The name Woodley means ‘a clearing in the wood’. That wood may well have been Windsor Great Forest and evocative names still exist, such as Wheeler’s Green, Norris Green and Woodley Green.

One of the most interesting houses in old Woodley was Bulmershe Court, built in 1777 by James Wheble, one of the local ‘squires’. The garden was said to have been designed by Capability Brown in the Italienate style; there was also an orangery, a copy of the two at Woodstock in Oxfordshire.

Soon after his election as Speaker of the House of Commons, the house was bought by Henry Addington, where he lived when not in London. At the time of the Napoleonic war, the Woodley Yeomanry was formed, with Henry Addington as their commander.

William Pitt was a frequent visitor to the house and it is said, when news of the war was favourable, the house was ablaze with light in order to let the people know.

George III is also said to have visited the house. In 1801 the house was sold to James Wheble, a descendant of the first owner. It changed hands again in 1926, this time to a Mr. & Mrs. Short. The private chapel was converted into a small theatre and during the summer Shakespeare’s plays were performed in the shrubbery.

During the 1939-45 war, the house was used by English and American troops and it later became a market garden. In 1963, it was demolished and a teacher training college built on the site. The site became part of Reading University and subsequently a residential development.

One hundred years ago, Woodley was a small rural community with less than one thousand inhabitants. Fifty years ago, although the population had grown a little, the majority of the homes were not on main drainage and there was very little street lighting. Bread and milk were delivered by horse and cart and on Sunday afternoons the Muffin Man made his rounds with a tray of muffins on his head and announcing his presence by ringing a handbell.

But times were changing. In the early 1930’s a Flying School was opened by Philips and Powis of Reading in the 100 Acre Field belonging to Sandford Farm. Charles Lindbergh and Amy Johnson were just two of the famous aviators who landed there. In 1932, F.G. Miles came to Woodley and joined forces with Philips and Powis in the production of the Miles Hawk. The company later became the famous Miles Aircraft Ltd. For more information visit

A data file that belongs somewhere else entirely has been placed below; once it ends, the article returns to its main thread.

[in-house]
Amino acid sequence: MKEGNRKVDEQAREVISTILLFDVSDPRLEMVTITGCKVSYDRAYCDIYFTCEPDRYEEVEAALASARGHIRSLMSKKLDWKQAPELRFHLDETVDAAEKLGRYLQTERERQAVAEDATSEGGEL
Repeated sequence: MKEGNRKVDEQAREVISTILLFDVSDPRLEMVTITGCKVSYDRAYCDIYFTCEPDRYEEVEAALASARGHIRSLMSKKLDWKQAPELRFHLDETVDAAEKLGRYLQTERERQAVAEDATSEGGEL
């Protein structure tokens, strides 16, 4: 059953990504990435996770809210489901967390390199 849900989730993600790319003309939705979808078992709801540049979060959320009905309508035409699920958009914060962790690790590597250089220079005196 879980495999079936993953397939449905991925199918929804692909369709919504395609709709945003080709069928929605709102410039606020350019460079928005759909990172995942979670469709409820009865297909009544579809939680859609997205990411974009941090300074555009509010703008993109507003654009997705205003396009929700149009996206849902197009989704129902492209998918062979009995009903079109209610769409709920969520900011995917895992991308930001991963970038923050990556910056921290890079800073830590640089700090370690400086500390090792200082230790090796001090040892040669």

After the war, Woodley continued to grow; new industries moved in, housing estates were built, together with new schools and leisure facilities. In 1953, Douglas Bader opened the Coronation Hall. This replaced the old army hut, which had served Woodley well as its village hall since 1919, when it had been transported from Salisbury Plain.

Woodford Park was officially opened in 1964 by Lord Luke, Chairman of the National Playing Fields Association. The Bulmershe Centre, with its swimming pool, sports facilities and youth club, was a welcome amenity, which opened in 1971. Woodley attained town status in 1974 and the population was then 29,000. Since then the figure has been reduced to 26,000 by boundary changes.

In 1972, the A329(M) was constructed as a feeder road for the M4 and this passed over Loddon Bridge Road, parallel to the railway. Three workmen on this project lost their lives when the scaffolding at this point collapsed. In order to complete this road, the course of the River Loddon had to be diverted. Its original course can still be seen by the line of willows that once bordered its banks.

The pedestrianised shopping centre replaced the village shops and Lytham Road was constructed to provide access between Crockhamwell Road and Headley Road, on a site originally occupied by a market garden.

The old Woodley spirit still prevails and Woodley residents show a high level of concern and interest in any changes proposed in the town.

The Woodley Carnival is a huge event with a week-long timetable of events culminating in the Carnival Day and procession. All money raised is donated to local organisations. The Carnival first took place in 1960, to raise funds to build a youth centre. Geoff Goodworth and Max Steggles, members of the Woodley Venturers Youth Club, were its instigators.

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